20 August, 2012

Crisis of State and Nation: South Asian States Between National Building and Fragmentation

Crisis of State and Nation: South Asian States Between National Building and Fragmentation

By- John P. Neelsen and Dipak Malik (eds)

The widespread notion and pursuit of a post-independence development strategy in South Asia centred around the state, and essentially following the model of the industrialized
countries, has obviously come to end. Similarly, the belief that economic growth together with a socially biased interventionist government would cement national cohesion, contribute to nation-building and, by the same token, strengthen democratic institutions, has been belied. Social inequality has everywhere been aggravated, as  has social conflict. While a general process of political mobilization has set in, not least traditionally rather marginalized groups have become empowered. At the same time, the signs of crises multiply as exemplified in the Maoist movement in Nepal, the civil war in Sri Lanka, the struggle for self-determination in Northeastern India, or the corruption, violence and alienation in government and politics. While they manifest themselves first of all in the political sphere concerning the representativity and functioning of democracy, and not least the roll of political parties, they may go deeper indicating a systemic crisis touching upon the foundations of the socio-political order itself, as most evident in the case of Pakistan. Far from offering solutions, neoliberalism and Western-style democracy appear to be rather part of the problem. As a result, concepts of a modified Nehruvian state or Gandhian visions have gained hew currency.

With crisis of nation and state as principal common focus, the present volume unites thematic regional overviews with case studies on India, Pakistan, Bangladesh, Sri Lanka, Bhutan, and Nepal. The thirteen contributions by specialists on South Asia from Europe, and Australia, Japan and the region itself approach the common topic from the specific angle of their discipline, namely political science, sociology, ethnology, history and economics. This pluridisci-plinarity combined with case studies opens up new insights as well as new perspectives for further research.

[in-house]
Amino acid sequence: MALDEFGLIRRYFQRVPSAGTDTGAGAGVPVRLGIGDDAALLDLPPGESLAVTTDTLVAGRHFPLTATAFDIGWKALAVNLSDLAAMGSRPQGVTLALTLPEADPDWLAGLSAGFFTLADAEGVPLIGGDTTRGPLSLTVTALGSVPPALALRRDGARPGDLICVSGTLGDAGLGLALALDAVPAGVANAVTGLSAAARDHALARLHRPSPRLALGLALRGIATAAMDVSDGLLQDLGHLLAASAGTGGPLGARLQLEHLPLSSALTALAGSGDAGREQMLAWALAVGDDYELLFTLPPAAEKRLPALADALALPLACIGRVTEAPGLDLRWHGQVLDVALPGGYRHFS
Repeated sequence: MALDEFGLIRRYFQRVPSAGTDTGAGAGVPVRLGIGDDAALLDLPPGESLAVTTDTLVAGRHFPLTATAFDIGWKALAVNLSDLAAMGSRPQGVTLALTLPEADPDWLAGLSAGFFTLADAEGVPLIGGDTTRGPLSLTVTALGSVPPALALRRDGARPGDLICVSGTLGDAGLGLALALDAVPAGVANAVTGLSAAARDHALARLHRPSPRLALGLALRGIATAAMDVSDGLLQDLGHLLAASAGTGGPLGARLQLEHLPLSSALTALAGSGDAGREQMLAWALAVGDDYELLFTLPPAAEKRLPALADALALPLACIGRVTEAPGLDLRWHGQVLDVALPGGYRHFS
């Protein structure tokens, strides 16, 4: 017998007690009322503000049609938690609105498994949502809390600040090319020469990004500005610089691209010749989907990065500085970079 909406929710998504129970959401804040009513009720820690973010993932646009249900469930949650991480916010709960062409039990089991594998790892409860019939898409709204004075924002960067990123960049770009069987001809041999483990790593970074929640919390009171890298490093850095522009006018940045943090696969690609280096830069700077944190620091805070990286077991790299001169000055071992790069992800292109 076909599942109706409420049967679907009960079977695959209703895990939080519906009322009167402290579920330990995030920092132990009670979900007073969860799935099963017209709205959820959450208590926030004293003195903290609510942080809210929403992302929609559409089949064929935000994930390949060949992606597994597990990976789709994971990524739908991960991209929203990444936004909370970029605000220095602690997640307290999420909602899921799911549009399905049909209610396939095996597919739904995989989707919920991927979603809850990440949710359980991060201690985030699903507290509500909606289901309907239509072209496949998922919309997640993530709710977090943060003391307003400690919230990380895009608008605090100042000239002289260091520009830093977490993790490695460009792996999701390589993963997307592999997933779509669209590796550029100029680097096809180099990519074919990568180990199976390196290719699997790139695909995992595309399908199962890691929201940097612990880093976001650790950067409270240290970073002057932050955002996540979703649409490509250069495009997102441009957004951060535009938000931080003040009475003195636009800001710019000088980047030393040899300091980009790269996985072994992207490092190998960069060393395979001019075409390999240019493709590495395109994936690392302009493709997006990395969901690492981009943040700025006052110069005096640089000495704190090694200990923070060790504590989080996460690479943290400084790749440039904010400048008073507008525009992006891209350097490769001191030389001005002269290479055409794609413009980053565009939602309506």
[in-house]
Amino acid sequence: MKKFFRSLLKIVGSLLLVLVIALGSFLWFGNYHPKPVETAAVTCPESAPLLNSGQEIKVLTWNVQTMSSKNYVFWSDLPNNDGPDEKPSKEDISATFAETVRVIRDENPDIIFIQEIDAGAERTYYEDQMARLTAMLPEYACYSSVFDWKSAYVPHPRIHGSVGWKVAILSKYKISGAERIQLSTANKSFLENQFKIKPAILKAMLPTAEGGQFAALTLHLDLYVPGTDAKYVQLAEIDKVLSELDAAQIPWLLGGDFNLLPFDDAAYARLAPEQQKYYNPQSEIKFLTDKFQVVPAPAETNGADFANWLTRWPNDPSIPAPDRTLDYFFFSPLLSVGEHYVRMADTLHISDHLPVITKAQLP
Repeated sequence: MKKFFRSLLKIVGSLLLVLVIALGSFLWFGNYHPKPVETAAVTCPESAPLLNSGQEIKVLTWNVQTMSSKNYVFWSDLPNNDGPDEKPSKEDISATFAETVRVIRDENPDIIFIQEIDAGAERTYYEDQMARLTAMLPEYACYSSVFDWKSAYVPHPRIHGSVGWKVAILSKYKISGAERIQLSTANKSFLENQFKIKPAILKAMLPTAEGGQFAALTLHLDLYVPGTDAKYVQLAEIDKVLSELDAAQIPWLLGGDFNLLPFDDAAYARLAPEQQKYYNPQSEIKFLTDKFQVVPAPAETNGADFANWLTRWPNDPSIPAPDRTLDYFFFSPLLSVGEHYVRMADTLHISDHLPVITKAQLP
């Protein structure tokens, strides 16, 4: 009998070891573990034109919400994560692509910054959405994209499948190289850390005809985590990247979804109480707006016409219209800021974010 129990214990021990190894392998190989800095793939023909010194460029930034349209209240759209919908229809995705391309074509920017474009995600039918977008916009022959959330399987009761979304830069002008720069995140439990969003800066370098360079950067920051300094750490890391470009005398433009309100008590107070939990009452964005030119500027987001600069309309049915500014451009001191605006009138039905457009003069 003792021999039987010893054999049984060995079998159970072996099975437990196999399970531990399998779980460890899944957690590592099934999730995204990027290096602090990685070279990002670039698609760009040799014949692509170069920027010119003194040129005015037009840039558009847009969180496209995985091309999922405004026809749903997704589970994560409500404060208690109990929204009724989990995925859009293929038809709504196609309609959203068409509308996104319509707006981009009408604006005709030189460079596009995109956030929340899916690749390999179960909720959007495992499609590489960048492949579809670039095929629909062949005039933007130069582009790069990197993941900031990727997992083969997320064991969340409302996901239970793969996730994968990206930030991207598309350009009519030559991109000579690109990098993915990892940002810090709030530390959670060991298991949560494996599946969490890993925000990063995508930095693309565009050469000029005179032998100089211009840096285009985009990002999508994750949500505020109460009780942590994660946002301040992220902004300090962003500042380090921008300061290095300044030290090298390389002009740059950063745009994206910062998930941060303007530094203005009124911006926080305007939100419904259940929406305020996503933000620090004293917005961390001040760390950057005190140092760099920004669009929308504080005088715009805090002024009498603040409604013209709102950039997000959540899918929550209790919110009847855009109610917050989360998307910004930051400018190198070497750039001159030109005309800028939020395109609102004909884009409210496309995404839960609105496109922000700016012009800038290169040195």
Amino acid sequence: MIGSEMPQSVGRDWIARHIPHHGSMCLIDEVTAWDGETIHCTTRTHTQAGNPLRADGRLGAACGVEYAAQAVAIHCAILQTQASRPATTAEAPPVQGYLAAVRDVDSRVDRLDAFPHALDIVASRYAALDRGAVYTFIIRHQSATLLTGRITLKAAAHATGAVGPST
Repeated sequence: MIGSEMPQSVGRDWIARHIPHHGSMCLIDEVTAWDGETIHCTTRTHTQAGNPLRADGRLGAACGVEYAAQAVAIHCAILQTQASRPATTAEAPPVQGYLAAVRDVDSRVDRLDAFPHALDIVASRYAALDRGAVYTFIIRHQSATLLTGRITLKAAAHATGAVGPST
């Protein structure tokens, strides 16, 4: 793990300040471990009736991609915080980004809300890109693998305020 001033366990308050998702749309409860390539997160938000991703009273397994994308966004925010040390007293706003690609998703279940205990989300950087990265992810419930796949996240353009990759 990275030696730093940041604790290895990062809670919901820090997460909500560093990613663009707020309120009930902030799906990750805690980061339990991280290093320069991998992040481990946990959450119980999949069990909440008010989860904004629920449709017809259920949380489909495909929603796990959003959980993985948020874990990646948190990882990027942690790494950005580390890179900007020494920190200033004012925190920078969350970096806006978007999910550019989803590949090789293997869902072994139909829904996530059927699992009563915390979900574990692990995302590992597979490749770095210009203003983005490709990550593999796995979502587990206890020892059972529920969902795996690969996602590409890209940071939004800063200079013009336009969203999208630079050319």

John P. Neelsen, Professor of Sociology, Tübingen University, Germany. His major publications deal with South Asia, esp. India and Sri Lanka, class formation, and political economy, international relations and Human Rights.

He serves on the scientific board of the World Centre for Peace, Freedom and Human Rights, Verdun, France, of the RosaLuxemburg Foundation, Berlin, Germany, of ATTAC/Germany, and of the International Research Foundation for Development, Mass., USA, which he regularly represents at the UN, Geneva.

Dipak Malik, Professor, Department of Commerce, Banaras Hindu University, and Director, Gandhian Institute of Studies, Varanasi.

ISBN  81-7304-731-6    2007   432p.   Rs.995/ pounds 50

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